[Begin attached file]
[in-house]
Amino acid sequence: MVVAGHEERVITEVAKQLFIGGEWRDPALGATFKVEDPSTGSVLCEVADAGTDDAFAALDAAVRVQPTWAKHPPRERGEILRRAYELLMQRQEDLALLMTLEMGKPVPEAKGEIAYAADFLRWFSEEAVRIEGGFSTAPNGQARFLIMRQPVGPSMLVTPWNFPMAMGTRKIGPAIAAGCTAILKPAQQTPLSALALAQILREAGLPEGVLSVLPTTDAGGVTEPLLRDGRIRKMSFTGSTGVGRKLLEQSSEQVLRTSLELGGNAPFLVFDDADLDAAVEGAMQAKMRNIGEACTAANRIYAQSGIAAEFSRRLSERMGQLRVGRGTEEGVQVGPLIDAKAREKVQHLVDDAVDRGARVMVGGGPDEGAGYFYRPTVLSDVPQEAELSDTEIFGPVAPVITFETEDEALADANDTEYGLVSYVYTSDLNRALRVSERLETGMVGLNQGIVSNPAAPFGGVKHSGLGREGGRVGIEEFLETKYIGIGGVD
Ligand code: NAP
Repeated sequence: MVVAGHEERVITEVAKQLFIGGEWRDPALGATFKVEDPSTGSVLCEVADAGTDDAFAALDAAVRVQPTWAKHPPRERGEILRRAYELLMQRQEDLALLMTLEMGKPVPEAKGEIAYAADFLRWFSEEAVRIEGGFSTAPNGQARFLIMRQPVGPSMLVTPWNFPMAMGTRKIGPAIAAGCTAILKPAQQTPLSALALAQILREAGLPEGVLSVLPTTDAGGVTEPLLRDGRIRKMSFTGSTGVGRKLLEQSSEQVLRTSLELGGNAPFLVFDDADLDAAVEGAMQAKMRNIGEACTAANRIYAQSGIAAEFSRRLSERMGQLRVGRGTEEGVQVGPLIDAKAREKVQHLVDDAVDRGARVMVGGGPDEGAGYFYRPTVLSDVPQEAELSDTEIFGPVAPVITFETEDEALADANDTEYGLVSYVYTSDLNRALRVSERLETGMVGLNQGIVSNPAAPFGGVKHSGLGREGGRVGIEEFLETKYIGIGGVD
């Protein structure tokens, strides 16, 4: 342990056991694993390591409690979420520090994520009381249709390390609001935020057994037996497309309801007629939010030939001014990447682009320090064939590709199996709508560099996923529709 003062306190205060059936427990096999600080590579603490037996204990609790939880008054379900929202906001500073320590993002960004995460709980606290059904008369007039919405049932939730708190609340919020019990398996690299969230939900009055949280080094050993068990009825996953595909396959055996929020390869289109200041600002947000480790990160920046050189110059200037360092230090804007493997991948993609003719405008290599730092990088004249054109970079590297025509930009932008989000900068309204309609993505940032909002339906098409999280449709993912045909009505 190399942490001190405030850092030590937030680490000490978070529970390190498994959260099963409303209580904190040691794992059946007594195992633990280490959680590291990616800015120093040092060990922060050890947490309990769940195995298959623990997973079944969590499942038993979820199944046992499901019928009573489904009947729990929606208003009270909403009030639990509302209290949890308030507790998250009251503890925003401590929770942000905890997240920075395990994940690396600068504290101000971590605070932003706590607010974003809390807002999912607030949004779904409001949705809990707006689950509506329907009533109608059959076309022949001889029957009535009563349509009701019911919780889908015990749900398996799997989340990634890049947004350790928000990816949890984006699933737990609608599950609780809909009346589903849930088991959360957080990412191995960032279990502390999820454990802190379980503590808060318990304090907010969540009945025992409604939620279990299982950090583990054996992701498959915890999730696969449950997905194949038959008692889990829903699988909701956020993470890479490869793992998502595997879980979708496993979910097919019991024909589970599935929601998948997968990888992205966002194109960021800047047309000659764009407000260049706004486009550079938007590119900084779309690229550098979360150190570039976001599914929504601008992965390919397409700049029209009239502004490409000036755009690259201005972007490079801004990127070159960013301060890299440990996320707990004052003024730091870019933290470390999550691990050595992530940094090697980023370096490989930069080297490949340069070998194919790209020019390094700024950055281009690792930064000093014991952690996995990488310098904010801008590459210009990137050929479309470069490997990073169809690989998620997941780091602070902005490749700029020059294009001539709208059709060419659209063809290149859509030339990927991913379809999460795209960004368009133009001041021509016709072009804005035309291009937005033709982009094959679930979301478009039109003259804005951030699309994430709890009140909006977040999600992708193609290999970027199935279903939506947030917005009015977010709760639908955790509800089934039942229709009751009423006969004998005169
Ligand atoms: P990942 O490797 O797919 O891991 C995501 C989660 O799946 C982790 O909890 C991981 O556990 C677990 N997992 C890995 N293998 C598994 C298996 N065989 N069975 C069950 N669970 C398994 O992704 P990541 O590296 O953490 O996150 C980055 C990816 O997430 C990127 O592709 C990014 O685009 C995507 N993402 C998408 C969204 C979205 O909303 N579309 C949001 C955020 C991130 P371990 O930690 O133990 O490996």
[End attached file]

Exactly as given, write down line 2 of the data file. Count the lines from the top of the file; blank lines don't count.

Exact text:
Amino acid sequence: MVVAGHEERVITEVAKQLFIGGEWRDPALGATFKVEDPSTGSVLCEVADAGTDDAFAALDAAVRVQPTWAKHPPRERGEILRRAYELLMQRQEDLALLMTLEMGKPVPEAKGEIAYAADFLRWFSEEAVRIEGGFSTAPNGQARFLIMRQPVGPSMLVTPWNFPMAMGTRKIGPAIAAGCTAILKPAQQTPLSALALAQILREAGLPEGVLSVLPTTDAGGVTEPLLRDGRIRKMSFTGSTGVGRKLLEQSSEQVLRTSLELGGNAPFLVFDDADLDAAVEGAMQAKMRNIGEACTAANRIYAQSGIAAEFSRRLSERMGQLRVGRGTEEGVQVGPLIDAKAREKVQHLVDDAVDRGARVMVGGGPDEGAGYFYRPTVLSDVPQEAELSDTEIFGPVAPVITFETEDEALADANDTEYGLVSYVYTSDLNRALRVSERLETGMVGLNQGIVSNPAAPFGGVKHSGLGREGGRVGIEEFLETKYIGIGGVD